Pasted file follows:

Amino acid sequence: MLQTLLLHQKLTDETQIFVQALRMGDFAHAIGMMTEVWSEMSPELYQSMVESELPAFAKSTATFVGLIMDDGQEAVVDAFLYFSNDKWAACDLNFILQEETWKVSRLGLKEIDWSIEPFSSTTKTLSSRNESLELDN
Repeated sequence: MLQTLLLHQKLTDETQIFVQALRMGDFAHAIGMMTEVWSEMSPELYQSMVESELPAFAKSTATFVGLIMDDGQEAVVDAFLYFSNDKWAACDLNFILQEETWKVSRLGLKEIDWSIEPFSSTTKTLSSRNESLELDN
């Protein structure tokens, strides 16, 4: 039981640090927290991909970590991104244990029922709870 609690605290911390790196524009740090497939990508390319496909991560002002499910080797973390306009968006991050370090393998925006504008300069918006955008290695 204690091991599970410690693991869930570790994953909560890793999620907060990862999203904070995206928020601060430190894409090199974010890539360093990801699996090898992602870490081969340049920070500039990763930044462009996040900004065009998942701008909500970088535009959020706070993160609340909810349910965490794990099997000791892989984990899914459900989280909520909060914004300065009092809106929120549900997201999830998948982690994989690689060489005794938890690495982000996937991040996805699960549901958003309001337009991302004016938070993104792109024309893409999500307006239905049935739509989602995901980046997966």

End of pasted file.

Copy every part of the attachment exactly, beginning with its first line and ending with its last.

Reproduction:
Amino acid sequence: MLQTLLLHQKLTDETQIFVQALRMGDFAHAIGMMTEVWSEMSPELYQSMVESELPAFAKSTATFVGLIMDDGQEAVVDAFLYFSNDKWAACDLNFILQEETWKVSRLGLKEIDWSIEPFSSTTKTLSSRNESLELDN
Repeated sequence: MLQTLLLHQKLTDETQIFVQALRMGDFAHAIGMMTEVWSEMSPELYQSMVESELPAFAKSTATFVGLIMDDGQEAVVDAFLYFSNDKWAACDLNFILQEETWKVSRLGLKEIDWSIEPFSSTTKTLSSRNESLELDN
């Protein structure tokens, strides 16, 4: 039981640090927290991909970590991104244990029922709870 609690605290911390790196524009740090497939990508390319496909991560002002499910080797973390306009968006991050370090393998925006504008300069918006955008290695 204690091991599970410690693991869930570790994953909560890793999620907060990862999203904070995206928020601060430190894409090199974010890539360093990801699996090898992602870490081969340049920070500039990763930044462009996040900004065009998942701008909500970088535009959020706070993160609340909810349910965490794990099997000791892989984990899914459900989280909520909060914004300065009092809106929120549900997201999830998948982690994989690689060489005794938890690495982000996937991040996805699960549901958003309001337009991302004016938070993104792109024309893409999500307006239905049935739509989602995901980046997966």